“Police Shooting Cover-ups Of Unarmed Men”

Shameria Jones

Lately, Chicago has become an embattled city, with headlines on police shootings regularly making national news. There has been a lot of talk about the police and the shootings of unarmed people in Chicago, and the question many people are wondering about is: If the duties of a police officer, also known as a law enforcement officer, is to focus on protecting people and property, as well as, to patrol the areas they are assigned, which sometimes include entire jurisdictions, respond to calls, enforce laws, make arrests, issue citations, and occasionally testify in court cases, why are so many of our innocent people dying everyday?

On September 14, 2013, a 29-year-old young man by the name Jonathan Ferrell, a former college football player for the Florida A&M University Rattlers, was shot and killed by police officer Randall Kerrick in Charlotte, North Carolina. Kerrick was charged with voluntary manslaughter. Ferrell was unarmed at the time he was shot. He crashed his car, went to a house and “banged on the door”, apparently looking for help. The resident called the police, and three officers came. Ferrell then ran towards them, one of the officers fired a taser at Ferrell and missed. Kerrick then opened fire on Ferrell, hitting him ten times and killing him.

On October 20th of 2014, a young black man by the name of Laquan Mcdonald who was only 17-years-old was shot 16 times by Chicago police officer Jason Van Dyke who stated Mcdonald was armed with a knife. Van Dyke was charged with first-degree murder within hours after the video’s release on November 24, 2015. After turning himself into authorities, he was initially ordered held without bail at Cook County Jail, but released on November 30 after posting bail.

In October 12th of 2014, a 25-year-old black man Ronald Johnson was shot and killed during a police chase near East 53rd street and south Martin Luther Drive in the city’s Washington Park neighborhood. It was announced that no criminal charges would be filed against a police officer who shot and killed Johnson , as he apparently fled from police. Johnson was shot and killed weeks after Mcdonald’s killer was charged with first-degree murder. Prosecutors stated Johnson was armed with a loaded gun at the time, but no evidence was shown.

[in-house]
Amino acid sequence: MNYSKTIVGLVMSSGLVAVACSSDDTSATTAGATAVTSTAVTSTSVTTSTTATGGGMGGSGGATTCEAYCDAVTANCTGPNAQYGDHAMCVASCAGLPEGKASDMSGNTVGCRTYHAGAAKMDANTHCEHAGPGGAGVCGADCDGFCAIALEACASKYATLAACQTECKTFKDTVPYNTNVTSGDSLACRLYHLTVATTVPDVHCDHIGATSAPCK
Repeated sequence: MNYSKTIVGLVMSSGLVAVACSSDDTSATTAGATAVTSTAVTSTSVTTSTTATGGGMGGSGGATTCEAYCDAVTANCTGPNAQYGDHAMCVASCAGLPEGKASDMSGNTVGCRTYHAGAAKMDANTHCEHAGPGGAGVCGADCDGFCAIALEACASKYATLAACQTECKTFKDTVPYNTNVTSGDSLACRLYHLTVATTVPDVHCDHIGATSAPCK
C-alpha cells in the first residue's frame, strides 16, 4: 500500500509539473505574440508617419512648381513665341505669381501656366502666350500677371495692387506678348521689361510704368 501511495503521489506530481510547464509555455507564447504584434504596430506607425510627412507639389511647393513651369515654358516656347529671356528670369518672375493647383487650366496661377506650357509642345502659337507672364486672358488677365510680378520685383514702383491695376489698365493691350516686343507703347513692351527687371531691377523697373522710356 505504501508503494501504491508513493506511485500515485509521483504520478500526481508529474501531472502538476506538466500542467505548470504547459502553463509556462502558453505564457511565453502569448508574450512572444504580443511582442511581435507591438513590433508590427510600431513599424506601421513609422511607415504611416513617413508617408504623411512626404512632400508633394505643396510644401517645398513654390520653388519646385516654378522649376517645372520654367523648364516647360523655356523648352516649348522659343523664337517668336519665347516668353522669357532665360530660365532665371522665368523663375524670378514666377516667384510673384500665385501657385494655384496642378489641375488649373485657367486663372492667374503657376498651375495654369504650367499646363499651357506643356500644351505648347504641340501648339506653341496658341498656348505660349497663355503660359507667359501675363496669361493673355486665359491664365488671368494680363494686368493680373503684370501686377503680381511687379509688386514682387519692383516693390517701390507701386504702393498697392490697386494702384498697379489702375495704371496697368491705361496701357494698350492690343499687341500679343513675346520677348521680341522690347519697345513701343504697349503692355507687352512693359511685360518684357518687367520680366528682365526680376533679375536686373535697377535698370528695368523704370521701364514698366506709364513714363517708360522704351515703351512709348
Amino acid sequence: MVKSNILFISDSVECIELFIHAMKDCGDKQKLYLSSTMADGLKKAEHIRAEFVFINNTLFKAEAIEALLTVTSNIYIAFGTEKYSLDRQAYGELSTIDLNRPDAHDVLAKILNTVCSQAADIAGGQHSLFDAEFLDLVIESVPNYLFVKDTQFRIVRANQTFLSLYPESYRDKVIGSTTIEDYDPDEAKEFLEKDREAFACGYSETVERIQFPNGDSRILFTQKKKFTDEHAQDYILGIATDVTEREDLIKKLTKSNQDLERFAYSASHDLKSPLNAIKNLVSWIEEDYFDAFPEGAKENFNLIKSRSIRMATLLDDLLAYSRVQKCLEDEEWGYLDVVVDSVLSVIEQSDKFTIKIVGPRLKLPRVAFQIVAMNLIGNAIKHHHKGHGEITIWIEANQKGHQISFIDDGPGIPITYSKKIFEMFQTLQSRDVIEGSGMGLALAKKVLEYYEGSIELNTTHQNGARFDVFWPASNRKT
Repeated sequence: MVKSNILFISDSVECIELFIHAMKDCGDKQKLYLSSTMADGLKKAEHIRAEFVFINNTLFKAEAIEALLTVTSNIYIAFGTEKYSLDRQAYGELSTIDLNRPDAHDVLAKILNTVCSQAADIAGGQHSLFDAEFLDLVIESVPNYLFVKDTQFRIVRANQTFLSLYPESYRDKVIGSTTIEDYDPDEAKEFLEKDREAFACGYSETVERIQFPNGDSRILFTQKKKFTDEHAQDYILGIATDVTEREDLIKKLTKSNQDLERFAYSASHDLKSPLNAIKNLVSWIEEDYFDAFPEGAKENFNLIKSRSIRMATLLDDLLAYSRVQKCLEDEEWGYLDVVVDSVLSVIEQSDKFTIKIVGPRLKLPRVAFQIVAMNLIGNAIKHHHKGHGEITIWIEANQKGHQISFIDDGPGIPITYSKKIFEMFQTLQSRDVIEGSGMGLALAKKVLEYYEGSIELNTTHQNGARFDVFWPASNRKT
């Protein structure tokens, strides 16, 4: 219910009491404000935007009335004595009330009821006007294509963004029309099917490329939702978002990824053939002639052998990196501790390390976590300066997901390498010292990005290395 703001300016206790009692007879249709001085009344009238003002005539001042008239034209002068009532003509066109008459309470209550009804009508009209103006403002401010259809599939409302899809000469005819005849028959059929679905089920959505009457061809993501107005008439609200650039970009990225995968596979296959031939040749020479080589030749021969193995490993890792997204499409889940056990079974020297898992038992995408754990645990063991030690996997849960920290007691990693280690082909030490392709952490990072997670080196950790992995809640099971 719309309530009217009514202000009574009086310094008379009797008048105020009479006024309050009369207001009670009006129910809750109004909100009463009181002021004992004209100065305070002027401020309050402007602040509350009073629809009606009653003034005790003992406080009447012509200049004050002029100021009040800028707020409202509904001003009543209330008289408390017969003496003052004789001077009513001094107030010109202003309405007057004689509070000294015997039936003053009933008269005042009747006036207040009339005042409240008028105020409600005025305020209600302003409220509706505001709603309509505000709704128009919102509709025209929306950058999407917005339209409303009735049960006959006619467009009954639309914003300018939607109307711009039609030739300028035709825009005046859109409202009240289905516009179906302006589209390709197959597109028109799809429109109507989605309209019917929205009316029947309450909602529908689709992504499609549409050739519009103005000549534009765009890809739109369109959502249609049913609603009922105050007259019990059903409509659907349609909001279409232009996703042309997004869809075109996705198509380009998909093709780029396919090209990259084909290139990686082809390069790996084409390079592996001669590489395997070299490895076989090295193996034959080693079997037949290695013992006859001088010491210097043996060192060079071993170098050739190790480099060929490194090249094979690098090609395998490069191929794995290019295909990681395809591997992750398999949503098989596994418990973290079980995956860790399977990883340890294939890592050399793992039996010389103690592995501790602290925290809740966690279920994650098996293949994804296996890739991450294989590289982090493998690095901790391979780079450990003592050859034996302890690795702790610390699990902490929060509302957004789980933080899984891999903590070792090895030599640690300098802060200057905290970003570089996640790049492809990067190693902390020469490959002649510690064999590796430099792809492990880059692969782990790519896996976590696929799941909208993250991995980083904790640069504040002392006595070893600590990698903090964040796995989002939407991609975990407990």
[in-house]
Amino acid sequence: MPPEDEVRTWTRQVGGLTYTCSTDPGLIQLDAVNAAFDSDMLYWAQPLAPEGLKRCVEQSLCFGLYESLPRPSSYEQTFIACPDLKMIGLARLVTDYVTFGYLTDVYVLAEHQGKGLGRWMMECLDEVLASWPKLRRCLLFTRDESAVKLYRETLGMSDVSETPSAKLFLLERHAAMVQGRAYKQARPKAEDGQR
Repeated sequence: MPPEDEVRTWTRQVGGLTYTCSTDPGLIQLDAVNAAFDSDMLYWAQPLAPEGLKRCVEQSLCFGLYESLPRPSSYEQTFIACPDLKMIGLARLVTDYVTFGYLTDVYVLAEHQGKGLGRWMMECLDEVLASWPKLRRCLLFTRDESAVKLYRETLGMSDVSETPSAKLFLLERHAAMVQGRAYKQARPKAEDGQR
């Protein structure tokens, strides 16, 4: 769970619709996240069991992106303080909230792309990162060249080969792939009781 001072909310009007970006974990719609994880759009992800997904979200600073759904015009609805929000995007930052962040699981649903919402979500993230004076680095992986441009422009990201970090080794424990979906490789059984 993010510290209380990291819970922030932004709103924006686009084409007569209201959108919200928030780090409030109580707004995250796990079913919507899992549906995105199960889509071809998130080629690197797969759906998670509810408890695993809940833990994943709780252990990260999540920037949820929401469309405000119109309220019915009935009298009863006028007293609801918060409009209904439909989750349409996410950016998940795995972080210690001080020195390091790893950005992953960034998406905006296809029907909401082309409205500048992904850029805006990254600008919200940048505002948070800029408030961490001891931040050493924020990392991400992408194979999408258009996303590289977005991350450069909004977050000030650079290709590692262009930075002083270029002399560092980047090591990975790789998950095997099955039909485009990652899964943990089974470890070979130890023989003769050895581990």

Police brutality among black men in particular has remained consistent in Chicago’s society. According to Chicago’s Independent Police Review Authority, local police shot 50 people last year, 39 were black, 7 were hispanic, 4 were caucasian and 1 was considered unknown.

“ Even when it comes to black on black crimes, nothing in life is considered a fair act. In most situations and cases like police brutality, you’ll never know who’s right and who’s wrong. Everything is always a mystery. In most cases, things happen for a reason and that’s how you have to look at things in Chicago now. Policemen believe you only get what you deserve and sometimes you have to face it because most things in life are better being unsaid,” said junior Kenia Lomax.

Police brutality is the use of excessive force, usually physical, carried out during law enforcement activities with the population. This type of police behavior includes verbal attacks and psychological intimidation by a police officer. Police brutality exists in many countries, even those that prosecute it. It is one of several forms which includes false arrest; intimidation; racial profiling; political repression; surveillance abuse; sexual abuse; and police corruption. Although it is illegal, it can be performed under the color of law.

“ Black on Black crime most definitely messes up our community, our society and it’s killing our little innocent children. As a policeman, it’s not just the policeman’s job to protect everyone. it’s the entire city’s job as well. There’s rules and laws that we have to follow and the only way we can shoot is if the person is armed and is running away from the scene or if the person just committed a crime. I think where many policemen mess up at is overlooking everything and going straight into action. I’ve always looked at things first before I assume because no one really knows the real reason for the person running away from the scene. It’s hard being a police officer and this world is hard too,” said SFC. Alexander Cerezo for the City of Chicago.

According to Author Michael Paul Britto, mass media is really good at demonizing males of color, and reinforcing stereotypes. Nine times out of 10, if a crime is committed by a male of color, the news will let you know that the suspect or perpetrator was a black male. This is rarely the case with any other nationality.